I'd suggest you find a way to compartmentalize groups of friends. That's how most people do it. It doesn't need to be a flat circle of equal and cross-linked relationships, like people on TV. They can be separate from each other, and some can be closer and others more distant. When you're 18 and someone doesn't invite you to something, it's like a stab wound. When you're 30, or 40, or 50, you have a much riper understanding that people travel in different circles and have unique priorities. Friendship is less about intense best-friends-forever, and more about "hey, we're both busy, but let's do something sometime soon" (again, it becomes third priority at best). The fact that it's getting to be time for you to transition to this more mature and nuanced model of friendships is evidenced by the fact that something's making you question your impulse to "fire" these friends en masse. Listen to that voice, it's right.
posted by Quisp Lover at 7:22 PM on March 13, 2014 [111 favorites]

i'm sort of going through the same thing, but while i do have this giant group of sorta-friends i've also managed to cultivate other friend groups from completely different worlds with very little overlap. i value each group in their own way, and circle amongst them based on what social need i'm feeling at the time - if i want to party, i call the party kids. if i want a bike ride, i call my cyclist friends. if i need a heart to heart there are only a few from any circle that i trust with even that.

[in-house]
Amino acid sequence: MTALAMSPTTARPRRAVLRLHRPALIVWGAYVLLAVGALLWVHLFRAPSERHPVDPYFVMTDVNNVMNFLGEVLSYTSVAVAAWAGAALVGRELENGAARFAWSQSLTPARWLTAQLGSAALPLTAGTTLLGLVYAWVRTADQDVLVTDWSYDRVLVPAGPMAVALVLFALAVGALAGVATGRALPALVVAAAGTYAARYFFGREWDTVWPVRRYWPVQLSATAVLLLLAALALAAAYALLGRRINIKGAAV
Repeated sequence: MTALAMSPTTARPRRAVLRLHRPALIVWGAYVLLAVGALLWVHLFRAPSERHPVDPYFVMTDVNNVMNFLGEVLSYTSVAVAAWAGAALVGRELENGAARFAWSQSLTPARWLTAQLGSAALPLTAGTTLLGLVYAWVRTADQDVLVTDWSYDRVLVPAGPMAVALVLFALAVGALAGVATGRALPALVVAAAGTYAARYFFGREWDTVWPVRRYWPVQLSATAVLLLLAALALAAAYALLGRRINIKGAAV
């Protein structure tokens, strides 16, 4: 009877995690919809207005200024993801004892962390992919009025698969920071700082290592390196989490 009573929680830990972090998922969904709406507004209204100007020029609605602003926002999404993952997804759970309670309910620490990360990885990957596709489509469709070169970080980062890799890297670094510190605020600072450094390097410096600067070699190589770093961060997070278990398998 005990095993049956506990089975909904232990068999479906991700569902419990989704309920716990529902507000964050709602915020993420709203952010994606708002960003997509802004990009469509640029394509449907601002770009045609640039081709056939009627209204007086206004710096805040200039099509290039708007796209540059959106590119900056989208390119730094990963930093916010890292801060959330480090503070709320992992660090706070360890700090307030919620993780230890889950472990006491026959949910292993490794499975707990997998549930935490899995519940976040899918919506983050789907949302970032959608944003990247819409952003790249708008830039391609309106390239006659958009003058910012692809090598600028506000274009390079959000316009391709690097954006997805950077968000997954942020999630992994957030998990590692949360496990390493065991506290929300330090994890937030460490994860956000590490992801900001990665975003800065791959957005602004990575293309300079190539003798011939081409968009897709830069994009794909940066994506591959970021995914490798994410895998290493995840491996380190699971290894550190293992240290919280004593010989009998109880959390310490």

what i recommend is to broaden your horizons, but don't cut this one off entirely. you may be disgusted with a lot of these folk but it doesn't mean you have to break ties. get busy but stay in touch, come around once every few months to check in while you're off building your life with new people. you won't miss out if you don't go to every little party they throw - i mean, after a while don't all the parties start to feel the same? it's kinda fun to play catch up later anyway.
posted by cristinacristinacristina at 7:50 PM on March 13, 2014 [5 favorites]